Orange County Fire Authority Sued For Retaliation

Two California dispatchers who were terminated last year, have filed suit accusing the Orange County Fire Authority, a deputy chief and the dispatch center manager of unlawfully retaliating against them for raising legitimate concerns and for their union activities.

Megan Soman, a veteran firefighter, union representative, and Fire Communication Supervisor claims she was terminated after expressing her dissatisfaction with the termination of one of her subordinates, Travis Fader. Soman also claims she became a target of Emergency Communications Center Manager Jeff Logan after she cooperated with investigators following a major wildland fire, the Canyon 2 Fire, in October, 2017. Both Soman and Fader claim they were fired in part because they opposed a proposed shift change.

The lawsuit filed earlier this year in Orange County Superior Court names the County Fire Authority, Deputy Chief David Anderson, and EEC Manager Logan as defendants. It accuses all three of violating Soman and Feder’s free speech rights, their rights to engage in union political activities, political retaliation, and discrimination against Soman on account of her gender.The complaint alleges that Logan retaliated against Soman because she was critical of him following the Canyon 2 Fire.

According to the complaint:

  • Soman expressed strong criticism of Logan (to several high ranking Chiefs, as well as to the interviewers) that Logan’s failure to properly upstaff the ECC on the day they received the initial call contributed to the C2F and resulting aftermath.
  • In addition, Soman was critical of the competency of the ECC staff including Katie Farrell who was promoted into a supervisory position by Chief Anderson to be charged with running the Department Operations Center (“DOC”) room to manage this type of fire event.
  • Farrell was heard by a number [of] persons crying that she “can’t do it” when tasked with assisting in the management of the C2F. Farrell was taken off managing this significant fire event and was replaced by Funk and Soman. This in turn left the ECC floor understaffed during this time, as personnel were forced to make up for Farrell’s shortcomings. Farrell was also unfit to perform as a shift supervisor concerning day to day operations.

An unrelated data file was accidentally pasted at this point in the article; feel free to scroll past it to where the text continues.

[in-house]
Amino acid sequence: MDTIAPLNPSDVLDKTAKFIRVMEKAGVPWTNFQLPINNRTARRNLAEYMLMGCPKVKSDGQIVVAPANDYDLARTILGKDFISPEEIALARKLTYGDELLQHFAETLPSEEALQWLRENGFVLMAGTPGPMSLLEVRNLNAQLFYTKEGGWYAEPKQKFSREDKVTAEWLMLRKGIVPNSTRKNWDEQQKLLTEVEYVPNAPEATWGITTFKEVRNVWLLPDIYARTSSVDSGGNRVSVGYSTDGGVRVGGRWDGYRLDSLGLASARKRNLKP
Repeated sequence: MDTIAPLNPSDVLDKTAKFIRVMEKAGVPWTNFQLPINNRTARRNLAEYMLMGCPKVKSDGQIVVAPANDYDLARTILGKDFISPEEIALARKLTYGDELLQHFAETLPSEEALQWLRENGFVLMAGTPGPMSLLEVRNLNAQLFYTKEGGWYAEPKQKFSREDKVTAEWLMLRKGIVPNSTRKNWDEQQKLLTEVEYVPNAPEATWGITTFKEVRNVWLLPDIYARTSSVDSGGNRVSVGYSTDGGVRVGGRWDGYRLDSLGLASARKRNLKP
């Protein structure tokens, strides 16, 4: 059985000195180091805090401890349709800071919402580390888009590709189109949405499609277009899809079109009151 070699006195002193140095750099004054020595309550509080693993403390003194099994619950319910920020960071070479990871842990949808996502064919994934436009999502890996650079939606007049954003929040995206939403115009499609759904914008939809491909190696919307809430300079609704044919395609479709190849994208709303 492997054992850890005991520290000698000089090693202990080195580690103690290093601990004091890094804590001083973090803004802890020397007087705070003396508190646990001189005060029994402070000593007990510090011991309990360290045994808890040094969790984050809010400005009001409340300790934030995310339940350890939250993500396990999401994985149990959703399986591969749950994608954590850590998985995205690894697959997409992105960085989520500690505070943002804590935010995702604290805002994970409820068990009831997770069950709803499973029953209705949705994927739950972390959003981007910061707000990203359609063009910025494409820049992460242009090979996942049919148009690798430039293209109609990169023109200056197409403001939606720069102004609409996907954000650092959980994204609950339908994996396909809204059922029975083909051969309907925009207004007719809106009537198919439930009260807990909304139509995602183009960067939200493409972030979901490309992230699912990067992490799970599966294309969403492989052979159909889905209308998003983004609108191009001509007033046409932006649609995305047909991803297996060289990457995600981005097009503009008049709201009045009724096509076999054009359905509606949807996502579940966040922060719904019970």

• Soman also criticized Logan for failing to issue a mandatory recall of ECC dispatchers and other supervisory staff to handle the C2F. Instead Logan simply asked for volunteers of the FCS rank to return to the ECC. Due to Soman, during C2F, the mismanagement of the ECC was well known by members of the highest levels of the OCFA. Soman’s criticisms and complaints of these work practices at the OCFA resulted in adverse employment actions being against her, including initiating a manufactured investigation against her, and ultimately terminating her from employment.
  • Soman also actively advocated as a Union Representative against a proposal to change OCFA dispatcher shifts from 24-hour to 12-hour shifts. Soman negotiated on behalf of the Union members to fight this change, as it impacted public safety by leading to reduced staffing levels.
  • Fader… prepared an open letter addressed to the OCFA in which he strenuously argued against the change to 12-hour shifts as it would impact patient care, and firefighter safety.
  • Not only did Soman oppose the policy change before the Board, she also attended Board members’ City Council meetings in an attempt to persuade them not to make the change.
  • Soman became so engaged in the 12-hour shift issue, as was her right, she was warned by certain executives at the OCFA to “back off’ and that she was “scaring the public” by making comments that the shift change would impact patient care, and public safety.
  • Several months into Fader’s position as a FCD, he was subjected to harassment by two staff Fire Communications Supervisors – Katie Farrell and Jenny Cradle. They treated Fader in a hostile manner in front of other dispatchers that Fader believed was both degrading and humiliating. Fader brought Farrell and Cradle’s misconduct to the attention of Soman. Soman advised Fader that she spoke with both Farrell and Cradle about how they treated him in the workplace. Soman further advised Fader that she also spoke to Logan about how Farrell and Cradle treated Fader, but that Logan showed no concern for Fader’s complaints.
  • Fader filed a grievance against supervisor Chris Funk (“Funk”) for inappropriate comments he made to Fader while at work saying “are you just another dispatcher lying to me the supervisor?” What made this comment particularly significant and inappropriate was that Funk was already under investigation for his malfeasance related to the C2F.
  • After filing the grievance, Fader met with Logan and Human Resources Manager Tia Grasso (who was also a probationary employee) to discuss what Funk said to Fader about lying to him. Both of them assured Fader that he would not be subject to retaliation for the filing of the grievance against Funk.